3. The third is the Ahasuerus of the book of Esther. This Ahasuerus is probably Xerxes of history, (Esther 1:1) (B.C. 485), and this conclusion is fortified by the resemblance of character and by certain chronological indications, the account of his life and character agreeing with the book of Esther In the third year of Ahaseuerus was held a great feast and assembly in Shushan the palace, (Esther 1:3) following a council held to consider the invasion of Greece. He divorced his queen Vashti for refusing to appear in public at this banquet, and married, four years afterwards, the Jewess Esther, cousin and ward of Mordecai. Five years after this, Haman, one of his counsellors, having been slighted by Mordecai, prevailed upon the king to order the destruction of all the Jews in the empire. But before the day appointed for the massacre, Esther and Mordecai influenced the king to put Haman to death and to give the Jews the right of self-Defence.


ARTAXERXES

(the great warrior).
1. The first Artaxerxes is mentioned in (Ezra 4:7) and appears identical with Smerdis, the Magian impostor and pretended brother of Cambyses, who usurped the throne B.C. 522, and reigned eight months.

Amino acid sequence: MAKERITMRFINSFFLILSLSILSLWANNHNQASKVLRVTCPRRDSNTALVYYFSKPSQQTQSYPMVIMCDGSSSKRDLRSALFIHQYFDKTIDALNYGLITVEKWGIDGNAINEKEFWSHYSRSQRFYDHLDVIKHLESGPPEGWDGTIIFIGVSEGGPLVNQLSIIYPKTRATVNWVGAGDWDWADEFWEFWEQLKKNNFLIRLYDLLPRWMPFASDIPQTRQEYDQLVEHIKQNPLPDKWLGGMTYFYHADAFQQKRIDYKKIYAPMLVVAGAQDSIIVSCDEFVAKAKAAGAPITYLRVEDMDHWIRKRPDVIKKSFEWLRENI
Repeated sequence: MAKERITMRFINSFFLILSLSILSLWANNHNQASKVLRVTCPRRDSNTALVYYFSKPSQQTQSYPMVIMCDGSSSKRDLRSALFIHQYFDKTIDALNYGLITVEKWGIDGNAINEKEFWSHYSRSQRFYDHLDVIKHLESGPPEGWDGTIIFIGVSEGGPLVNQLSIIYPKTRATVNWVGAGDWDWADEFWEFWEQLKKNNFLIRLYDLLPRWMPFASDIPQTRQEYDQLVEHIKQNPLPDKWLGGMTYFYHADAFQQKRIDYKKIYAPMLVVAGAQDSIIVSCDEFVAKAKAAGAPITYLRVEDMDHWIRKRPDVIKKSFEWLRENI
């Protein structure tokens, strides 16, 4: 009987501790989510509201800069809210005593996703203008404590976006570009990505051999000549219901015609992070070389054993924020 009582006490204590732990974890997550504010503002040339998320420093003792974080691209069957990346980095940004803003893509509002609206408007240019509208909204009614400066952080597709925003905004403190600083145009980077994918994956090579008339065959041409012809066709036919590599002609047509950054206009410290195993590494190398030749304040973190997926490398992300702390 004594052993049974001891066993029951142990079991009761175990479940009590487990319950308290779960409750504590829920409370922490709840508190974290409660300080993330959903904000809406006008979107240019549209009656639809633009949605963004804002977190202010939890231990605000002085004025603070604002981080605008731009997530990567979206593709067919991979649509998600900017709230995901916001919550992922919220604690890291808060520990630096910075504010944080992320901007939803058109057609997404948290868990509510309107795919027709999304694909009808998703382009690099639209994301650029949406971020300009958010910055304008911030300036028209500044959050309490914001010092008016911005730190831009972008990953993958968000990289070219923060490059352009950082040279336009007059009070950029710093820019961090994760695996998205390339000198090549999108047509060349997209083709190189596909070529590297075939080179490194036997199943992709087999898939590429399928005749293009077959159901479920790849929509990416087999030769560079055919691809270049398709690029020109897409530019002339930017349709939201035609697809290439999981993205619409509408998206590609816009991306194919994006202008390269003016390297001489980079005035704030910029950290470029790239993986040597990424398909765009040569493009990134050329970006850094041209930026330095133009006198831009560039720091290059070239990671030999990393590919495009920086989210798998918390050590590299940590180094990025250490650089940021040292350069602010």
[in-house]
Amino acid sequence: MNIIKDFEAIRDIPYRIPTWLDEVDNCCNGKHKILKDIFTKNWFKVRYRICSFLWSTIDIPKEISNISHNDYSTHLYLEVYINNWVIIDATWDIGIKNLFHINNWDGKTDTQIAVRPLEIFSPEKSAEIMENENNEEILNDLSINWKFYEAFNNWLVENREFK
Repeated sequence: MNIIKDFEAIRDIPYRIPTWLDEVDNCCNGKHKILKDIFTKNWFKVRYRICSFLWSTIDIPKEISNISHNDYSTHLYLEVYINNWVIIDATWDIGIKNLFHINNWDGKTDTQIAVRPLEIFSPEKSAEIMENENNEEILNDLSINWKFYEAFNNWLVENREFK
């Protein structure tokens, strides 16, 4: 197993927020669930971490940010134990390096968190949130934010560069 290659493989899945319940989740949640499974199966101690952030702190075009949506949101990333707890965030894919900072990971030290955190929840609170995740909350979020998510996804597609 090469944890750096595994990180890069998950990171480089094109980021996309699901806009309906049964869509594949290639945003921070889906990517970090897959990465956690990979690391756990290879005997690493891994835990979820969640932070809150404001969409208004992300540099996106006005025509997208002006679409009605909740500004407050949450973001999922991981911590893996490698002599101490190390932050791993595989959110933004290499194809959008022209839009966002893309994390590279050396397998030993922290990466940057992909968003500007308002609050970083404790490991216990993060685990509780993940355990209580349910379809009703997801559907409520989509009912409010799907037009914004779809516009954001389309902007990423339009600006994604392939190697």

2. In (Nehemiah 2:1) we have another Artaxerxes. We may safely identify him with Artaxerxes Macrocheir or Longimanus, the son of Xerxces, who reigned B.C. 464-425.


Xerxes [International Standard Bible Encyclopedia]

zerks'-ez: The name is an attempt to transliterate into Greek (Xerxes) the Persian Khshayarsha. The same word in unpointed Hebrew took the form 'chshwrsh, probably pronounced 'achshawarash, but at a later time it was wrongly vocalized so as to produce 'achashwerosh, from whence "Ahasuerus" in English versions of the Bible comes.

Xerxes was king of Persia in 485-465 BC. The first part of his reign was marked by the famous campaign into Greece, beginning in 483. After the defeat at Salamis in 480 Xerxes himself withdrew from the expedition and it was finally discontinued in the next year. During the remainder of his reign, Xerxes seems to have spent a listless existence, absorbed in intrigues of the harem, and leaving the government to be carried on by his ministers and favorites (often slaves). He was finally murdered by his vizier and left an unenviable reputation for caprice and cruelty. For the various Biblical references see AHASUERUS [below].

Burton Scott Easton


Ahasuerus or Asseurus [International Standard Bible Encyclopedia]

a-haz-u-e'-rus, (Septuagint Assoueros, but in Tobit 14:15 Asueros; the Latin form of the Hebrew 'achashwerosh, a name better known in its ordinary Greek form of Xerxes): It was the name of two, or perhaps of three kings mentioned in the canonical, or apocryphal, books of the Old Testament.
1. In Esther: